It can happen to you

Employee fraud is occurring more frequently, and small businesses are particularly vulnerable

"John," a roof system installer, was filled with excitement. He had decided to start his own roofing company. He had a loose business plan, a few jobs lined up and best of all, he had persuaded his co-worker "Michelle" to work with him. He would handle completing the jobs, and she would handle managing the office duties. John even offered to pay Michelle's vehicle expenses to compensate for the long commute to his new office. John believed he did not need to train Michelle or oversee her work. After all, she was experienced!

Ten months later, John sat down with me at the Denver District Attorney's office and listened in dismay as I explained he might never see a dime of the more than $40,000 Michelle had embezzled from his new company. By the time John ended up in my office, it was simply too late.

If this happens to you, local law enforcement agencies will not perform an audit for your business; they will not recreate your books; and restitution will be limited if you recover any of your lost funds.

Much of the following information comes directly from the 2016 Association of Certified Fraud Examiners [ACFE] Report to the Nations on Occupational Fraud and Abuse. In the report, ACFE has put statistics and definitions to what I have seen anecdotally in cases I have handled during my time as an economic crimes prosecutor in the Denver District Attorney's office.

Fraud facts

Occupational fraud is a significant threat to U.S. businesses. ACFE estimates a typical business loses 5 percent of its revenue to employee fraud each year. In addition, ACFE estimates the median loss from occupational fraud has grown during the past 10 years from $93,000 to $150,000. And if that isn't bad enough, in the employee fraud incidents that involved losses of more than $1 million, a majority of those funds were never recovered.

The 10-10-80 is a good rule of thumb for a business owner to remember. Ten percent of your employees will never steal from your company; 10 percent always will steal from you; and 80 percent may steal from you depending on the circumstances.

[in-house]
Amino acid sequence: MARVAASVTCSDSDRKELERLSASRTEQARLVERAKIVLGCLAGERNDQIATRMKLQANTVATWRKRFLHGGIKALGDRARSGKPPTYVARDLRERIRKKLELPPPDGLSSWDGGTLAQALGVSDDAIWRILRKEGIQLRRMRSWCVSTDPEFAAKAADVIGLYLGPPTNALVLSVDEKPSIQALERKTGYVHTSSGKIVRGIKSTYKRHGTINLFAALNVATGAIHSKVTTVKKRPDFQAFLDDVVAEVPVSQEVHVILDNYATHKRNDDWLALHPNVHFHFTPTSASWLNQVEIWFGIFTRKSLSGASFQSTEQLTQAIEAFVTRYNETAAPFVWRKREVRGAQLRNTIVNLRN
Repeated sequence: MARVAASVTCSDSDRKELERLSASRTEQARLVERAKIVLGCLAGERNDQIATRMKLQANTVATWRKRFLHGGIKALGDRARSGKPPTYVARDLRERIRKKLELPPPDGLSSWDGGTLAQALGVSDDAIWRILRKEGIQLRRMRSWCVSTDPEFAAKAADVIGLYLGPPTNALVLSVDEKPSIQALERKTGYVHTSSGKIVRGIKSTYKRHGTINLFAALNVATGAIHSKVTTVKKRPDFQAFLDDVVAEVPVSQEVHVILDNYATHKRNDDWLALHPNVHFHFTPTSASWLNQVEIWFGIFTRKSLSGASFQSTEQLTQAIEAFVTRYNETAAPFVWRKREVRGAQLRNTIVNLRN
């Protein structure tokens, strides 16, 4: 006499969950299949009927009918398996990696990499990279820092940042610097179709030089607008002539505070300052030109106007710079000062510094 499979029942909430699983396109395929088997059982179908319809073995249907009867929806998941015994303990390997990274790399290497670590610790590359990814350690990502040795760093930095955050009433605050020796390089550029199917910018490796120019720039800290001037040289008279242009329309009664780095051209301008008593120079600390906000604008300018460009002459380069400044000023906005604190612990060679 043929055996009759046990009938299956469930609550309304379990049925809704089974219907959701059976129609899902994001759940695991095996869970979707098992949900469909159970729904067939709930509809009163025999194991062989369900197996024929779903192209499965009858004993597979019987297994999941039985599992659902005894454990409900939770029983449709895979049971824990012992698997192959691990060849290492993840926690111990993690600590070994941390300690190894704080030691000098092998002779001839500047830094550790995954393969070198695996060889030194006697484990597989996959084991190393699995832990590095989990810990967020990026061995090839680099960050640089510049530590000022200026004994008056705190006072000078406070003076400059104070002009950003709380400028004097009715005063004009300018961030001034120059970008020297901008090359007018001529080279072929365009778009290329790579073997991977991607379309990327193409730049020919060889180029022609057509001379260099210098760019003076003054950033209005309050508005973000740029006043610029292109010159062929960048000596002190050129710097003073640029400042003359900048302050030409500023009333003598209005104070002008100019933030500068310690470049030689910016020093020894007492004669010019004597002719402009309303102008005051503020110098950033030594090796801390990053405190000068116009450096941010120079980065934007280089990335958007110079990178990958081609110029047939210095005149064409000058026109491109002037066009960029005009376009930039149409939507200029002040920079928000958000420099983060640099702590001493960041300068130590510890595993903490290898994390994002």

According to ACFE's 2016 report, small businesses (those with fewer than 100 employees) are victimized more frequently than their larger counterparts and suffer a larger median loss relative to their size. Why are small businesses the most vulnerable to employee theft? What we see in our office is small businesses differ widely in organizational structure, have limited resources to hire enough employees for comprehensive cross-checks and tend to have unsophisticated anti-fraud controls in place.

To combat occupational fraud, business owners need to have an idea of the many ways in which employees can walk away with their money. ACFE recognizes three primary categories of fraud: corruption, financial statement and asset misappropriation. I will focus on asset misappropriation because it is the most common type of employee fraud business owners encounter.

Asset misappropriation

Simply put, asset misappropriation involves schemes where an employee steals or misuses an organization's resources. Within this broad definition, ACFE recognizes nine categories of fraud:

  • Skimming. This involves schemes in which an organization's cash is stolen before it is recorded on the business's books. Think about an employee who performs roof system repairs. This individual might be tasked with estimating the repair, performing the work and collecting payment. He does all this, but perhaps he tells you the customer thought the price was too high and chose not to have the work done. The repair person then pockets the cash from the repair.
  • Cash larceny. This is different from skimming because it involves cash being stolen after an organization has recorded it on its books. This commonly occurs in companies where the same person is charged with not only processing company deposits but also recording payment to company books. An employee in this scenario is able to steal payments made to the company before they can be deposited in the company's account. These funds then can be "written off" as a bad debt or disappear through some other accounting adjustment.
  • Billing. These schemes are common in small businesses, and our office is seeing an increasing number of employees committing this type of fraud. ACFE defines a billing scheme as one in which a person causes his or her employer to issue payments on invoices for fictitious goods or services, invoices that have been presented with highly inflated prices or invoices submitted for an employee's personal expenses. Our office prosecuted a defendant who created several shell companies with names similar to vendors with whom the company commonly did business. The defendant submitted invoices from these shell companies, and they were paid along with all the other invoices received from legitimate businesses. In this instance, no one in the company was paying attention to the vendor list and controls were not in place to add or delete new vendors. The problem was not discovered until the defendant left that job and went to work for another company. By then, she had bilked the company of more than $240,000.
  • Expense reimbursement. This fraudulent scheme simply involves an employee submitting fictitious or highly inflated business expenses for reimbursement. Too often, these charges are never verified by anyone in the company.